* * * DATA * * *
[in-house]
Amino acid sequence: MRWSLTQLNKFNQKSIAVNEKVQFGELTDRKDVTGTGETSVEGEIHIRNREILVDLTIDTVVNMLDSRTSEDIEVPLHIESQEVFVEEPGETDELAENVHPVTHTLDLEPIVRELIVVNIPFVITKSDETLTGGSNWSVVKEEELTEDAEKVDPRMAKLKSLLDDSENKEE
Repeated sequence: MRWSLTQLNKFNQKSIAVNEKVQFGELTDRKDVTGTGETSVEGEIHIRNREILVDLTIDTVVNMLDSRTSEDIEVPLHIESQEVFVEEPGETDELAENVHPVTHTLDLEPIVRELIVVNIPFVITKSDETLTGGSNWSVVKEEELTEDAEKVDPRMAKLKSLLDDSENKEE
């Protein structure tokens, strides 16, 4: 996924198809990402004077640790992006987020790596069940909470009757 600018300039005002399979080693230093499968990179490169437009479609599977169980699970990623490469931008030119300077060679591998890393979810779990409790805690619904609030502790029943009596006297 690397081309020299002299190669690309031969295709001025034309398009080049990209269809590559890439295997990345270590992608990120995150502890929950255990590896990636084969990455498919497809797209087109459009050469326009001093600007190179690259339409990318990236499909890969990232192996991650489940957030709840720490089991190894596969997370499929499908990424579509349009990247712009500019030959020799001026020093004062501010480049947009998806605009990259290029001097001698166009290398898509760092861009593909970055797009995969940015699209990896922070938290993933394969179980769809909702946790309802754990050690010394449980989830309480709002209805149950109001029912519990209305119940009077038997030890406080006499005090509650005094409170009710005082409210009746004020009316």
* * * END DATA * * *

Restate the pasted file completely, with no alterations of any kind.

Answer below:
[in-house]
Amino acid sequence: MRWSLTQLNKFNQKSIAVNEKVQFGELTDRKDVTGTGETSVEGEIHIRNREILVDLTIDTVVNMLDSRTSEDIEVPLHIESQEVFVEEPGETDELAENVHPVTHTLDLEPIVRELIVVNIPFVITKSDETLTGGSNWSVVKEEELTEDAEKVDPRMAKLKSLLDDSENKEE
Repeated sequence: MRWSLTQLNKFNQKSIAVNEKVQFGELTDRKDVTGTGETSVEGEIHIRNREILVDLTIDTVVNMLDSRTSEDIEVPLHIESQEVFVEEPGETDELAENVHPVTHTLDLEPIVRELIVVNIPFVITKSDETLTGGSNWSVVKEEELTEDAEKVDPRMAKLKSLLDDSENKEE
């Protein structure tokens, strides 16, 4: 996924198809990402004077640790992006987020790596069940909470009757 600018300039005002399979080693230093499968990179490169437009479609599977169980699970990623490469931008030119300077060679591998890393979810779990409790805690619904609030502790029943009596006297 690397081309020299002299190669690309031969295709001025034309398009080049990209269809590559890439295997990345270590992608990120995150502890929950255990590896990636084969990455498919497809797209087109459009050469326009001093600007190179690259339409990318990236499909890969990232192996991650489940957030709840720490089991190894596969997370499929499908990424579509349009990247712009500019030959020799001026020093004062501010480049947009998806605009990259290029001097001698166009290398898509760092861009593909970055797009995969940015699209990896922070938290993933394969179980769809909702946790309802754990050690010394449980989830309480709002209805149950109001029912519990209305119940009077038997030890406080006499005090509650005094409170009710005082409210009746004020009316």